Brands have done a great job of building and nurturing a relationship with their consumers. Retailers have not done a good job of creating these relationships. So it is natural that consumers will gravitate to the brand site first.

Also, no multi-brand retailer is capable of stocking the entire range of any large brand, so for the Millennial who is seeking unique and yet familiar products, the physical store experience is lacking.

We will not see all physical stores disappear, but there will be far fewer than there are now in the space of just a few years.

Craig Sundstrom
Guest
2 years 2 months ago

I think the premise that consumers want to buy directly makes a lot of sense if people think it’s cheaper. And why wouldn’t they since the third party makes some kind of profit — in theory, at least — that can be passed on to the consumer in their absence?

Whether/not this works out in reality, of course, has a lot to do with the specifics of the product, and whether/not the brand is really equipped to sell retail.

Gajendra Ratnavel
Guest
2 years 2 months ago

Yes, absolutely. Retailers bring several brands together to give the consumer better options and service. However, in the online world, the consumer has the power to do this themselves, and going to the brand directly cuts out the middle man.

James Tenser
Guest
2 years 2 months ago

Uh oh. Disintermediation rears its ugly head again.

Certain CPG marketers may fantasize about “a world without retailers,” but the role of the intermediary (wholesaler, shopkeeper, middle-man, re-seller, etc.) is rooted in practicality and millennia of history. Digital or in a straw hut, they ain’t going away.

Exploding a grocery store order into dozens of individual transactions and deliveries every week would be the height of stupidity. Forcing a shopper to study multiple manufacturer sites to make a decision about what flat screen to buy would make the decision harder, not easier, and while thwarting comparison of features and price.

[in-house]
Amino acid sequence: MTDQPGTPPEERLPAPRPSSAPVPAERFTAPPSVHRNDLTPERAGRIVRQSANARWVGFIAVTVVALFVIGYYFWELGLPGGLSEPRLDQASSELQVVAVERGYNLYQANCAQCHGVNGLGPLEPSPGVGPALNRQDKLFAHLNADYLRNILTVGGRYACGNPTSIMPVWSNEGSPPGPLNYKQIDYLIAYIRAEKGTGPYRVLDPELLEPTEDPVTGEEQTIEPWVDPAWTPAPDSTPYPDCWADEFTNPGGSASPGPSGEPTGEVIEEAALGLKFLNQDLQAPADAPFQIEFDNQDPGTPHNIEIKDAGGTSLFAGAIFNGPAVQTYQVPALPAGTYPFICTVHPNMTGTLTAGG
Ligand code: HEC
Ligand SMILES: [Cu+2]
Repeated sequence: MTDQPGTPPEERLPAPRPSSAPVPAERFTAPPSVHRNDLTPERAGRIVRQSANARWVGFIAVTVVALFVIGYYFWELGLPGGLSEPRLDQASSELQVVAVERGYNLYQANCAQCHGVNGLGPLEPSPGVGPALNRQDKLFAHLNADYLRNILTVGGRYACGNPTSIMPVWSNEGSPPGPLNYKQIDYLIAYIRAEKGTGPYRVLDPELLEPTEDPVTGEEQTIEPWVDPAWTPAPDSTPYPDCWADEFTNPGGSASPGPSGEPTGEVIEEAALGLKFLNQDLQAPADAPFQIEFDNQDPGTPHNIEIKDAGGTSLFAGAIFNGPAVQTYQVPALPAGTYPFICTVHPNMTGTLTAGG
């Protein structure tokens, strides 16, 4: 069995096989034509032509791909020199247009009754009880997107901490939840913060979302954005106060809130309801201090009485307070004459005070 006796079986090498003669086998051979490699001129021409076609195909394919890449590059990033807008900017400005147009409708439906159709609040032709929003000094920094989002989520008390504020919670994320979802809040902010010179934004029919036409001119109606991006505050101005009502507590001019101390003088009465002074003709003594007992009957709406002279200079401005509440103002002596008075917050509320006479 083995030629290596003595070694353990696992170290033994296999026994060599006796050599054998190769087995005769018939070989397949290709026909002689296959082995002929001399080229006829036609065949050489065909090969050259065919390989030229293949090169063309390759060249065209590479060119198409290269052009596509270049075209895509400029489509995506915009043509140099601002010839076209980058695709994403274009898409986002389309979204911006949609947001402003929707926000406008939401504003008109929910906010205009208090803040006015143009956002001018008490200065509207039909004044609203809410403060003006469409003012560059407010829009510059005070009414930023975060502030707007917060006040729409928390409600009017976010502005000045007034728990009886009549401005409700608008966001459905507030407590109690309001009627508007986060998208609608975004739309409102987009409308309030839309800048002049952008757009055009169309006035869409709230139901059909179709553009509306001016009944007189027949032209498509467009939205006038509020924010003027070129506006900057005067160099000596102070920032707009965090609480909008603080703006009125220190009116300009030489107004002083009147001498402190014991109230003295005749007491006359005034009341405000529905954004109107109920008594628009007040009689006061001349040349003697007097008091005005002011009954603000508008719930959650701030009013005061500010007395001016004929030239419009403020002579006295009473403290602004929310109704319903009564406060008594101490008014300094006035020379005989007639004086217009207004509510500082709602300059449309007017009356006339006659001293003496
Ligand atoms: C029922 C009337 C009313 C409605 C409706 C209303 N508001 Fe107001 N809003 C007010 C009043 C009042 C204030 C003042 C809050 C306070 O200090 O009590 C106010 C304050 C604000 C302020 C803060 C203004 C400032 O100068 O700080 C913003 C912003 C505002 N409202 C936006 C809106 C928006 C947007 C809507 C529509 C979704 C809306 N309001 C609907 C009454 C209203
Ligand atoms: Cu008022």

Curating a product assortment, controlling prices, and consolidating orders are significant services to consumers. Brands that think they can sidestep these benefits had better offer something of unique value — Nike’s custom designed footwear comes to mind.

So like others here, I’m pretty skeptical about these survey results. There will always be a few exceptions, but mass market brands need a mass marketplace.

Vahe Katros
Guest
2 years 2 months ago

Yes. Of course this depends on the category, the person, the type of purchase, the relationship to the brand, and availability of the product to name a few top of mind attributes. Here are some specific use cases.

For products that are on a schedule, I like Amazon — but some of what I get is from third parties so where there are quality/risks, I think Amazon has a chain-of-custody problem.

For hard to get stuff or niche stuff that’s on Amazon but sold by dubious sources with low in-stock positions,  I buy from the brand.

For my running shoes — a category of trust  I go to the brand. That’s in a category where I the activity is very important and the risks are high (think injury/being derailed).

For event related shopping  like preparing for the unexpected apocalypse  I go to a big box store.

Furniture and bedding are… Um, wait a minute — this could go on all day, so the answer to your question is: Yes, and it depends.

Doug Garnett
Guest
2 years 2 months ago

We need to take care. Consumer responses to surveys like this rarely match up with consumer behavior if all the recommended steps were taken.

The survey didn’t, for example, explore why consumers may avoid brand websites or why they might distrust them. There’s far more going on with consumers than reflected here.

And in my experience each brand is unique. Each brand needs to consider its own situation and whether they can create the kind of situation where their consumers will want to buy directly from the brand.